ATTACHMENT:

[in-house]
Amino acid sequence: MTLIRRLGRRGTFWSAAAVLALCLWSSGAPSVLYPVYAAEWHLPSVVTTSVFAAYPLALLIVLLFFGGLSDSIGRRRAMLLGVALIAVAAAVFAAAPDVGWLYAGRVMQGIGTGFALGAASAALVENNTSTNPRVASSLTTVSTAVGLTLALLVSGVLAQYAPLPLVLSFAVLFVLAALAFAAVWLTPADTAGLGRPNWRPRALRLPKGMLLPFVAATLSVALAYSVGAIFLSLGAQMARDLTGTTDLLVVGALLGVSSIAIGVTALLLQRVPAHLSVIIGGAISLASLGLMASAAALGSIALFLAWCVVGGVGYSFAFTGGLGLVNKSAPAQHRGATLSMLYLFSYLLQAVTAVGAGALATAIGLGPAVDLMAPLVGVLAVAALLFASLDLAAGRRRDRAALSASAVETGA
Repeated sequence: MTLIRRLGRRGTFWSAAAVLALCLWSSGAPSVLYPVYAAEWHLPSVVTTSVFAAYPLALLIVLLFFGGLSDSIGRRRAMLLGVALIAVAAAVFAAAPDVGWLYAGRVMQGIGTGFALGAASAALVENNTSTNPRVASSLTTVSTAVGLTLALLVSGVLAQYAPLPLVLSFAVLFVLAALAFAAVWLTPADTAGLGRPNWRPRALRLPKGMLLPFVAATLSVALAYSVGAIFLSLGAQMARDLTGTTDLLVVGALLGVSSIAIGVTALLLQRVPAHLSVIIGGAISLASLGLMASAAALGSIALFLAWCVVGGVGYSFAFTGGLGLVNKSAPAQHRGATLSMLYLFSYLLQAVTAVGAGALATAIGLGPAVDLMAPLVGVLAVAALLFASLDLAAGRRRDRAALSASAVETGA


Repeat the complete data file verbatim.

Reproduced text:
[in-house]
Amino acid sequence: MTLIRRLGRRGTFWSAAAVLALCLWSSGAPSVLYPVYAAEWHLPSVVTTSVFAAYPLALLIVLLFFGGLSDSIGRRRAMLLGVALIAVAAAVFAAAPDVGWLYAGRVMQGIGTGFALGAASAALVENNTSTNPRVASSLTTVSTAVGLTLALLVSGVLAQYAPLPLVLSFAVLFVLAALAFAAVWLTPADTAGLGRPNWRPRALRLPKGMLLPFVAATLSVALAYSVGAIFLSLGAQMARDLTGTTDLLVVGALLGVSSIAIGVTALLLQRVPAHLSVIIGGAISLASLGLMASAAALGSIALFLAWCVVGGVGYSFAFTGGLGLVNKSAPAQHRGATLSMLYLFSYLLQAVTAVGAGALATAIGLGPAVDLMAPLVGVLAVAALLFASLDLAAGRRRDRAALSASAVETGA
Repeated sequence: MTLIRRLGRRGTFWSAAAVLALCLWSSGAPSVLYPVYAAEWHLPSVVTTSVFAAYPLALLIVLLFFGGLSDSIGRRRAMLLGVALIAVAAAVFAAAPDVGWLYAGRVMQGIGTGFALGAASAALVENNTSTNPRVASSLTTVSTAVGLTLALLVSGVLAQYAPLPLVLSFAVLFVLAALAFAAVWLTPADTAGLGRPNWRPRALRLPKGMLLPFVAATLSVALAYSVGAIFLSLGAQMARDLTGTTDLLVVGALLGVSSIAIGVTALLLQRVPAHLSVIIGGAISLASLGLMASAAALGSIALFLAWCVVGGVGYSFAFTGGLGLVNKSAPAQHRGATLSMLYLFSYLLQAVTAVGAGALATAIGLGPAVDLMAPLVGVLAVAALLFASLDLAAGRRRDRAALSASAVETGA